March 10, 2016

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Click here for a video: Salt Lake City Library Interviews Debu Majumdar

I answer below some questions from my readers:

 

What is Bo in Bo-Tree House?

My books are published by Bo-Tree House, so during my book signings, several people have asked me what Bo means.

Bo-tree is short for Bodhi tree, a common tree in India and South Asia. It is the tree under which Siddhartha Gautama Buddha received enlightenment 2600 years ago and made the tree famous. The small publishing company that published this book draws inspiration from this triumph of one man and is established on the image of this ancient but still flourishing Bodhi tree. I have been to the spot under the Bo-tree where the Buddha sat and meditated. Its heart-shaped leaves have inspired me all my life. I couldn’t but include a line in the Viku and the Elephant story that says:

“Tired and hungry, he [Viku] sat down under a large Bodhi tree with heart-shaped leaves.”

The Bo-tree is very special to me. It is a tree of awakening and I hope Viku books will inspire many children to search for knowledge and truth.

How old is Viku:

I was telling Viku’s story to a group of children and parents in a camp out in Kamas, Utah. It was late morning on a warm day and we sat in a shady grove. I finished the first chapter and the children asked several questions and they answered some themselves. When I was about to start the second chapter, a young mother asked, “How old is Viku?” She was in a hurry – she had to leave to catch a plane. She wanted to have this information so she could later explain the story well to her daughter.

Debu Majumdar telling Viku story to children and parents (Kamas Campout, Utah, July 24, 2011)

The thing is that I deliberately didn’t mention Viku’s age in the book. He was 11 years old in my mind, but I didn’t write it. Viku is a hero and I wished that anyone who reads the book or hears the story would like to associate himself or herself with Viku. Age will spoil the association. The book is meant for a wide age group from 4 year-olds to 11. If you are five, it is hard to fancy being eleven. However, you can always imagine that the hero is just like you, certainly of your age, and in fact the hero is you. This way all, even the adults, can imagine they are Viku as they read the story. This makes reading a book fascinating.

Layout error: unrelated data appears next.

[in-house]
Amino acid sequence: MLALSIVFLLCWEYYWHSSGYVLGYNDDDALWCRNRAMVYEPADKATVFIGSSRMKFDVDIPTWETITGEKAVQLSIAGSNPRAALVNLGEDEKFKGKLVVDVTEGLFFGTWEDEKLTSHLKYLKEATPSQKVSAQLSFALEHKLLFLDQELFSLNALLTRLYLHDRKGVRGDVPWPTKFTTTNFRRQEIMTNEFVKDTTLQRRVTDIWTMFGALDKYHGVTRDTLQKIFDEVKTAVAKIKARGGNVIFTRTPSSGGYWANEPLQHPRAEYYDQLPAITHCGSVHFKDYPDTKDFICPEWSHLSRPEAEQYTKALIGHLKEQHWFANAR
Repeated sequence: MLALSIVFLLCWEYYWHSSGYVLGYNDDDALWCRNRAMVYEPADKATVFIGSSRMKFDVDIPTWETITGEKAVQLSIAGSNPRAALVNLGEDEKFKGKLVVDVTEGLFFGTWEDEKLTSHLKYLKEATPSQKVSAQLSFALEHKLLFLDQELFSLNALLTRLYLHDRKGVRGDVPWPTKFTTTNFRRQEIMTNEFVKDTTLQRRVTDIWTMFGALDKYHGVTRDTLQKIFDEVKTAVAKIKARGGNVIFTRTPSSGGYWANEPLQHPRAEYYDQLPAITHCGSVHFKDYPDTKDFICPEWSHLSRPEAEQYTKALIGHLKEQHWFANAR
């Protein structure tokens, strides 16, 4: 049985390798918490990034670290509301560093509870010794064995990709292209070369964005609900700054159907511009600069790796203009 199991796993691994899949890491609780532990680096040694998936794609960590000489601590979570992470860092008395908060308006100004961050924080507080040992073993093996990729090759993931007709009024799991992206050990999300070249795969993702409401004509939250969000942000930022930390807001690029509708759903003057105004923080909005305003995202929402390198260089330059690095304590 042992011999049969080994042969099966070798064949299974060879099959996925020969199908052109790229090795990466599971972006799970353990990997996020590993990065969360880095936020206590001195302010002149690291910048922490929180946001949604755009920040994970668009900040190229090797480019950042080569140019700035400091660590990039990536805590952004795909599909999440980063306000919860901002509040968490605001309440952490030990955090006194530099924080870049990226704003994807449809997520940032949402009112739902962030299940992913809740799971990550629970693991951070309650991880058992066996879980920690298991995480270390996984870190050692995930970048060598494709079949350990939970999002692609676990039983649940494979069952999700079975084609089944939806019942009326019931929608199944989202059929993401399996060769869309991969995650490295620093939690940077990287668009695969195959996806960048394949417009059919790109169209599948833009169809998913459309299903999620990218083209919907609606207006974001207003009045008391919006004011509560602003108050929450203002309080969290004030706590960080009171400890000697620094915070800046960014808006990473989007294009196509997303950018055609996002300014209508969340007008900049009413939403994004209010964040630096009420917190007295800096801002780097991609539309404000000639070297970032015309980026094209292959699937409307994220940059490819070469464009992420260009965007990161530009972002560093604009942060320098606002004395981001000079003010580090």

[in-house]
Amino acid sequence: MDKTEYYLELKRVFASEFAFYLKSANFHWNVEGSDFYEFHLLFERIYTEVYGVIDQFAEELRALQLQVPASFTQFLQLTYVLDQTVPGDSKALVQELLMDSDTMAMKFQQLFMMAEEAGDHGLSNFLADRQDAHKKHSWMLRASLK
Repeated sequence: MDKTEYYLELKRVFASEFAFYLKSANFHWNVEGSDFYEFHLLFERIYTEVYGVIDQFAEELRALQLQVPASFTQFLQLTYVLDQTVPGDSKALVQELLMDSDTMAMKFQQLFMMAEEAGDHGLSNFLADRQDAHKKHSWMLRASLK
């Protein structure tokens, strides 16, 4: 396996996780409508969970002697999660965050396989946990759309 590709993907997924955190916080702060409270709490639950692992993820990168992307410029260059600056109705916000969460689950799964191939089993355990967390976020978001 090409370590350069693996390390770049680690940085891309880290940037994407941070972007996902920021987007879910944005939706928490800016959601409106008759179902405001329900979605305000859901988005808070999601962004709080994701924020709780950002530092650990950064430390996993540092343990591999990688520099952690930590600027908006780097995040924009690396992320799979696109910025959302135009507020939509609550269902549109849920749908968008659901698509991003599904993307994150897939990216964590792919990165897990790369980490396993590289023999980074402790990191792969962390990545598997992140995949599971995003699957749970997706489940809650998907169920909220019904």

One reviewer of “Viku and the Elephant,” Susan Seefeldt, from Fairbanks, Alaska has written that “In addition to showing the friendship, loyalty, and bravery involved in Viku’s relationship with the elephants, the story gives the reader a chance to vicariously fulfill a dream that a fair number of children might have (including myself, now as an adult and as a child). Who wouldn’t love to have an elephant for a best friend, who lowers his trunk down specifically so you can climb up and ride around on him? And who listens to you, the child, and not the grown-ups! Whereas Horton, Dumbo, and Babar (lovable as they may be) are elephants one might want to befriend, one does not encounter them in their natural habitats, so there is always an element of the unreal lurking in the background. This heightens the vicarious experience of the reader.”

The young mother agreed with my idea (that Viku is of the age of the young-at-heart reader) and satisfied, she left for Germany with a new book in her hand.

From Blogspot.com: A Writer’s blog

July 26, 2011

Compassion in Viku Books:

Last Thursday at the Whinery, two good friends and I were discussing compassion in Buddhism. What does compassion mean when your partner, companion, or friend does something that hurts you? You wish to punch him and throw him out of your life. What would the Dalai Lama advise us here?

I thought of my book, Viku and the Elephant, which embodies ideas from Buddhism. In the story the zoo guards were ready to shoot an old elephant, but against the cautions and shouts of the people, Viku boldly walked toward the supposedly-rogue elephant. He could see that the elephant was not mad; he was only distraught for some reason. He talked with him in his special sign language that only elephants understand, calmed him down and saved him. This was Viku’s compassion. Others were only willing to let the elephant be killed to solve a problem – without understanding it. We often do the same thing in our daily life, with our family and friends, and in politics. We mistake someone’s words as directly hitting us in a bad way, but the person didn’t probably mean that at all. We interpret the words in our image not in his image. We react lacking a deep understanding of compassion.